Version 4.11 adds some notable features. First, Panther (OS X 10.3)compatibility has been added. Also, a new utility simplifiesconfiguration and the use of patch names for expansion cards inhardware synths. Pro Tools hardware users can now see TDM plug-inpresets in categorized submenus. Hardware drivers have been upgradedwith some significant enhancements: Users can rename inputs and outputsat the machine level so that no matter which software front end isused, the I/O names will appear as named by the user. Additionally,this update enables the usage of any pair of inputs or outputs forMacintosh system sound, including iTunes, iMovie or QuickTime.Moreover, multiple MOTU FireWire interfaces can now be resolved witheach other in terms of synchronization without external word clockconnections. This update also allows one or more MOTU audio FireWireinterfaces to resolve to third-party CoreAudio-compatible hardware.
IN SESSION WITH DP
I chose a handful of different projects to test-drive DP 4,including a vocal overdubbing session, a significantly large stereomusic mix and a moderately large 5.1 mix. I also spent quite a bit oftime just tinkering with the application’s various features,particularly with Audio Units synthesizers and plug-ins. Part of thisfield test happened on a dual-processor 1GHz G4 with 1 GB of RAM. Myinterface is an original MOTU 828. Later in the review process, I useda dual 2GHz G5 (see sidebar). All of MOTU’s drivers are current upthrough Panther (OS 10.3).
My vocal session comprised an ORTF recording of three vocalists,with doubling and tripling of some parts. The DP 4 interface isintuitive, which made the session simple to set up. I had a stereobounce of the music tracks, and I initially set up the tracks for thevocals with a reverb send. I used MOTU’s eVerb reverb plug-in, whichsounded quite nice. At one point, it became apparent that I would needmore tracks, and it was simple to add them to the session, configurethe I/O and set up auxiliaries. One particularly hip capability herewas that I was actually able to pull off some comp editing during thesession.
I wanted to push the envelope of the system with a large stereo mixand so I pulled out some tracks my friend gave me to mix. There were atotal of 35 mono tracks and one stereo track (a vocal comp). I hadcompression and 4-band EQ on most tracks, MOTU’s Pre-Amp-1 distortionplug-in on four guitar tracks and two reverbs. This required a bit morethan half of my CPU’s overhead. I’ve never been this spoiled withnative processing horsepower.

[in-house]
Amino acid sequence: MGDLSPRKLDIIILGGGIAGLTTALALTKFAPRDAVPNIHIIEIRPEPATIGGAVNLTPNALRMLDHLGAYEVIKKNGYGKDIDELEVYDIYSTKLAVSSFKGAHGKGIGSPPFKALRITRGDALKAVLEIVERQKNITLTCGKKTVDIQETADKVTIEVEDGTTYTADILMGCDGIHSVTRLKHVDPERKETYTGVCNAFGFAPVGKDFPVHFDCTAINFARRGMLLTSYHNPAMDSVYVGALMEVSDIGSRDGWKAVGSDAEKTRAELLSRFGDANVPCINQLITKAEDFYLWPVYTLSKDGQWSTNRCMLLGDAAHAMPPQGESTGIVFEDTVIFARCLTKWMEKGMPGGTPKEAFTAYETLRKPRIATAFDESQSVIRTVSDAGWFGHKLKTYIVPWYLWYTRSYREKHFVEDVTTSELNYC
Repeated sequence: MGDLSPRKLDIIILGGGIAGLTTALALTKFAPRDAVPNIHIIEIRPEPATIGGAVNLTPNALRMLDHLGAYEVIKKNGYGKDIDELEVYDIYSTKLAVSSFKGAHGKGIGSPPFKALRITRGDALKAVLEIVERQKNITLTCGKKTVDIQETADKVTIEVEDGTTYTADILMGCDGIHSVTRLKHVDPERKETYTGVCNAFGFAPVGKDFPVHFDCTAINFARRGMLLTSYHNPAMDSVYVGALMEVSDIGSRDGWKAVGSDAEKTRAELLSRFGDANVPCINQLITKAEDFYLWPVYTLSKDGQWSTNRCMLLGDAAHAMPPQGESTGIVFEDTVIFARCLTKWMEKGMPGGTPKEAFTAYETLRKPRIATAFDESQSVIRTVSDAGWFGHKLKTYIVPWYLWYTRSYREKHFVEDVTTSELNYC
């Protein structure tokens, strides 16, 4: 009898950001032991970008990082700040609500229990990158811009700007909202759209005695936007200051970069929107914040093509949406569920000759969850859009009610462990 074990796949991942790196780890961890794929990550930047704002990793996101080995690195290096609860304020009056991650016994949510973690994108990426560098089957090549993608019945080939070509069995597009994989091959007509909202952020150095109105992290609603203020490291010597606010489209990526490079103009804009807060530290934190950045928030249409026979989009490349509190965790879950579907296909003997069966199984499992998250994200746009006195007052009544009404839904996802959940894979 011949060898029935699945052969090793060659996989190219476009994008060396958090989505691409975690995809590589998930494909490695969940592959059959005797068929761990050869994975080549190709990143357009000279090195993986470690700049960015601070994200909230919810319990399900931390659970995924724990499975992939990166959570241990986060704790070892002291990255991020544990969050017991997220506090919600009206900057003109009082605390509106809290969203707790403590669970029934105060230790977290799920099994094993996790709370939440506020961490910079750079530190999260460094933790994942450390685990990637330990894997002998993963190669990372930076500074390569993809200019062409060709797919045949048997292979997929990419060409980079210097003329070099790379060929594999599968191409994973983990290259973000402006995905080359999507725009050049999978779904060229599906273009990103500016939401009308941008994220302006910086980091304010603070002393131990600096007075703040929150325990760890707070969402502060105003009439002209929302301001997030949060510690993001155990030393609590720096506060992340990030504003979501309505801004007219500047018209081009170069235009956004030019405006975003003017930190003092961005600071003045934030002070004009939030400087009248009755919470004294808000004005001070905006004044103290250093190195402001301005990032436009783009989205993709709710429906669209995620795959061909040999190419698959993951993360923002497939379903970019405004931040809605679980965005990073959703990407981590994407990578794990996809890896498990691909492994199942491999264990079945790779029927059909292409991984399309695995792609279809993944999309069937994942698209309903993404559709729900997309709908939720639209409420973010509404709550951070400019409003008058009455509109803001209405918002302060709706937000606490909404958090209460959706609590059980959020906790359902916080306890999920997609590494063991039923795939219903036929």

My surround mix had 28 mono tracks, quite a bit of dynamics and EQ,and three reverbs. Mixing this in 5.1 with DP 3 (and, admittedly, on asingle-processor 400MHz G4) was very taxing. In DP 4.11 on the dual1GHz G4, I still had overhead to spare. DP’s surround panning schemesstill remain among its most appealing features.
I toyed with a ReWire-connected session using Reason 2.5 and had nodifficulties driving numerous synthesizers, samplers and drum machineswith DP’s sequencer. Digital Performer 4’s mixing capabilities farsurpass those of Reason, and I love working this way. I also spent timewith MOTU’s powerful MachFive sampler, which really goes hand-in-handwith DP. MachFive is comprehensively universal, namely by virtue of itscompatibility with Mac and PC and all major Mac plug-in formats,including Audio Units, VST, RTAS, HTDM and, of course, MAS. MachFiveimports all major audio file, sample and soundbank types, includingthose from Akai, Kurzweil, Roland, E-mu and CreamWare, as well as Giga,SampleCell, EXS24, .WAV, ACID, .AIFF, SDII, REX and others. MachFivealso includes UVI-Xtract, a utility that enables extraction of patchesand samples from virtually every major format, even if the CD-ROM isnot normally mountable on the Mac desktop. Another major feature thatstands out is MachFive’s ability to handle 5.1 samples. I was able toeasily make things happen quickly with MachFive. I also downloaded theCrystal freeware AU synth from Green Oak, and it integratedsuccessfully into DP.
Digital Performer 4.11 ($795 new; $395 crossgrade; $149 upgrade) isa powerful, mature application that very efficiently capitalizes on thehuge forward strides of the latest Apple hardware and operating system.Its audio tracking, editing and mixing conventions are on par with orexceed those of any other application available today, particularly inthe surround domain. If the audio capabilities were separated from theMIDI (which, in fact, they are in MOTU’s Audio Desk) the result is anapplication that rivals any other audio-only tracking/editing/mixingsuite available. Likewise, the MIDI component of DP 4 alone is reasonenough to laud this product. Due to its lineage, DP 4 stands at the topof the MIDI sequencing world. It’s an excellent creative tool forcomposers who need a comprehensive MIDI sequencer and high-qualityaudio capabilities wrapped together — a quantum leap in theevolution of this great audio production tool.
Mark of the Unicorn, 617/576-3066, www.motu.com.
John McJunkin is the principal of Avalon Audio Services(Phoenix).
THE G5 TEST
I test-drove DP 4 on a dual 2.0GHz G5, and wow! MOTU has always beenat the bleeding edge to optimize its products for new computers and theG5 is no exception. I developed a sequence using MOTU’s MachFivesampler. Using two iterations, I had nine polyphonic instruments up andrunning, with polyphony occasionally spilling over 100 notessimultaneously. There was also a stereo drum loop, and the mix includedsix reverbs, four resonant filters, three phasers, two delays, twochoruses, one EQ and MOTU’s powerful MasterWorks multiband compression.My performance meter showed less than 50-percent CPU headroom in use.More importantly, operation was glass-smooth, with not even so much asa hiccup. It’s safe to say that native DAWs have caught up with thecapabilities of the hardware-oriented DAWs.
— John McJunkin